DOH won’t test patients based on request during expanded COVID-19 detection
MANILA, Philippines — The Department of Health (DOH) will not conduct COVID-19 testing based on the patients’ request even as it enforces its “expanded” testing for the respiratory illness next week.
In a virtual press briefing Wednesday, Dr. Beverly Ho, Special Assistant to Health Secretary Francisco Duque III, explained that the “mass testing” the agency is going to start off does not mean the “indiscriminate testing of everyone.”
“The DOH does not recommend testing per request without an indication. Health professionals shall remain the decision-makers if someone needs a test or not,” Ho said.
The DOH official explained that factors such as the presence of other diseases or being part of the vulnerable groups and exposure to known or confirmed COVID-19 patients will be taken into consideration.
Here’s how the DOH will prioritize patients for testing as explained by Ho:
– Patients or healthcare workers with severe or critical symptoms have the greatest need for testing
– Those who have mild symptoms with relevant history of exposure or are considered vulnerable
– Those who are asymptomatic but have relevant exposure history
“This prioritization is in place to optimize the use of available testing kits even as we continue to increase our testing capacity,” Ho said.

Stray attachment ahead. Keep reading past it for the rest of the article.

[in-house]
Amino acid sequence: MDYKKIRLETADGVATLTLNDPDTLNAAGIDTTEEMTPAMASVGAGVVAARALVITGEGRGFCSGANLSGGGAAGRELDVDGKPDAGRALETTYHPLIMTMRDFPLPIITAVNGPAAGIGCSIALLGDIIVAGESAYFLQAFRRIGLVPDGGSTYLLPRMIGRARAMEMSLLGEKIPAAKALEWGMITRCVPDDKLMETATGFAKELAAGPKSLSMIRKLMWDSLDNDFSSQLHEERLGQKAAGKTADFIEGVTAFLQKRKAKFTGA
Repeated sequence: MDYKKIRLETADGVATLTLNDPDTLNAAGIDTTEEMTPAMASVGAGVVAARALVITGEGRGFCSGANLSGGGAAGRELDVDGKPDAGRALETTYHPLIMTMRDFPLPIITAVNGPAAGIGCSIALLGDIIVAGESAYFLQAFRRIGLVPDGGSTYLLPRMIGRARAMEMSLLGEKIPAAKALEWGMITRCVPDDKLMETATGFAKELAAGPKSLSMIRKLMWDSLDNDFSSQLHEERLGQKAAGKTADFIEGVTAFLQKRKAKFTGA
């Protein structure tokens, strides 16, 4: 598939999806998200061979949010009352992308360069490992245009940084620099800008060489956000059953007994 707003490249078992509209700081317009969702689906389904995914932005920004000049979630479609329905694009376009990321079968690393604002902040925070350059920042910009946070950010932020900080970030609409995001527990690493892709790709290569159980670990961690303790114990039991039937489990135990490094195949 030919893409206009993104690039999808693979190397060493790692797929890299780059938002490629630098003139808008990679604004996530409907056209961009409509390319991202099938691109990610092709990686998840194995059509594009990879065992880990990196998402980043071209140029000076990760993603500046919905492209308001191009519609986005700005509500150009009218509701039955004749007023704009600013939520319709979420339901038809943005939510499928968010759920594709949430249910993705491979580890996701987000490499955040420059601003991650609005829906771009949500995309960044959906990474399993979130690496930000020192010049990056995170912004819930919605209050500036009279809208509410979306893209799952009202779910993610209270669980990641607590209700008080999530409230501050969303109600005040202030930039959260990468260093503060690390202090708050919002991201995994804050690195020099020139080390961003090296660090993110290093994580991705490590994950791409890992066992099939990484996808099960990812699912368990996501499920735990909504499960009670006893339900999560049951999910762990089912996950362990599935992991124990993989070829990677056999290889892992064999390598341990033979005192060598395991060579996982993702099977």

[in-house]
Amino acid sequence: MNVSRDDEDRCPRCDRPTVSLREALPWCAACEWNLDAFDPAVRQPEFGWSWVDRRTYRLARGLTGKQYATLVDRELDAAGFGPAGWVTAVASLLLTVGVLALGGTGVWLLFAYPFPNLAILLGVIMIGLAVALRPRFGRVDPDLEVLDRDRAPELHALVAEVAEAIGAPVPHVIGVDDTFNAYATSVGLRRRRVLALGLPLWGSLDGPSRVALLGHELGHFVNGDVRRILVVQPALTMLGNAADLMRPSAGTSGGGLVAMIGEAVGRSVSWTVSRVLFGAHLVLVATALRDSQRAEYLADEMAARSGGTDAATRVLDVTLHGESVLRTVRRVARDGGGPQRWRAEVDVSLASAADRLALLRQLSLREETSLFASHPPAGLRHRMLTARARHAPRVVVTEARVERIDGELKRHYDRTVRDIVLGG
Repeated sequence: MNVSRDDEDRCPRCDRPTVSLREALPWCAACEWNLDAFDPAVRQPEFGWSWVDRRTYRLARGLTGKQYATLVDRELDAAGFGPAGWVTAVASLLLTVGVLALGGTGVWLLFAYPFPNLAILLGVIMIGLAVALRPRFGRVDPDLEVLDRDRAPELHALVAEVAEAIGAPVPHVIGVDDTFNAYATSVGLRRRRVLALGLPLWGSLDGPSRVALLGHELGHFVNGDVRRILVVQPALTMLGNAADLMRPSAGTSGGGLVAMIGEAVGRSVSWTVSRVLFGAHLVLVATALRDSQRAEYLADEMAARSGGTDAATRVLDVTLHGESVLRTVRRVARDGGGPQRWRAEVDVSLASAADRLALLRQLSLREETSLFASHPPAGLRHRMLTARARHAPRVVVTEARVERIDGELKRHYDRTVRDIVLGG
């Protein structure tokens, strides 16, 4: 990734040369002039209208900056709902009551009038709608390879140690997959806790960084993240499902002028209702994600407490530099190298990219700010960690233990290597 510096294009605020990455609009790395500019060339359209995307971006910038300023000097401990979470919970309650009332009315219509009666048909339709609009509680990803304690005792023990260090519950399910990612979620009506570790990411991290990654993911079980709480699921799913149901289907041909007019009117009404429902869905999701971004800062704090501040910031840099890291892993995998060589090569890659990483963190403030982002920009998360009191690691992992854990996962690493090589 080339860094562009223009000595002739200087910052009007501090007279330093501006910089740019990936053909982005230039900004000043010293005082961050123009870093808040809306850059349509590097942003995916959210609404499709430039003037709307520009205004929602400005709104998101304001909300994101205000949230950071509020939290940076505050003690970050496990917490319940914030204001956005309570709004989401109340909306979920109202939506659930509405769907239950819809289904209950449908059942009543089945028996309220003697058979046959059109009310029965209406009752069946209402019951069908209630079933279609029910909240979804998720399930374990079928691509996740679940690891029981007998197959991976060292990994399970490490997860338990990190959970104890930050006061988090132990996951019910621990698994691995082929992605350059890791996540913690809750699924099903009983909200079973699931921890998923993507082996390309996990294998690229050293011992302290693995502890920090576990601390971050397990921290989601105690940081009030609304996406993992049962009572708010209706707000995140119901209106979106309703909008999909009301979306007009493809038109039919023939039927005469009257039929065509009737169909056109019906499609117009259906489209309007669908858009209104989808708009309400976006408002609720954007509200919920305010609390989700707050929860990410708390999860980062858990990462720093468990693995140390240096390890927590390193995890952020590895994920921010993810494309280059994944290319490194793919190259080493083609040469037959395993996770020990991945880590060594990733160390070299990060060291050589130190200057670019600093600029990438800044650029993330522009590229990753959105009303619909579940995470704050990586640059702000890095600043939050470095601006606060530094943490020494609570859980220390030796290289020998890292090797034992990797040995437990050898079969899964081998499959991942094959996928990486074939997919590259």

She added that the health department will finalize the guidelines for the expanded testing on Wednesday.
“This includes a provision on who are now eligible to undergo testing and based on our expanded indications,” Ho noted.
Earlier, National Task Force (NTF) COVID-19 chief implementer Secretary Carlito Galvez, Jr. said the government is eyeing to start the “massive” testing of suspected coronavirus patients on April 14.
Currently, as many as 3,870 individuals in the country were tested positive for COVID-19, while 182 died and 96 were able to recover.
The virus, which originated from Hubei, China, causes mild symptoms such as fever and cough for most people but experts warned that older adults with preexisting health conditions were more vulnerable to the coronavirus, particularly those aged over 60-years-old.
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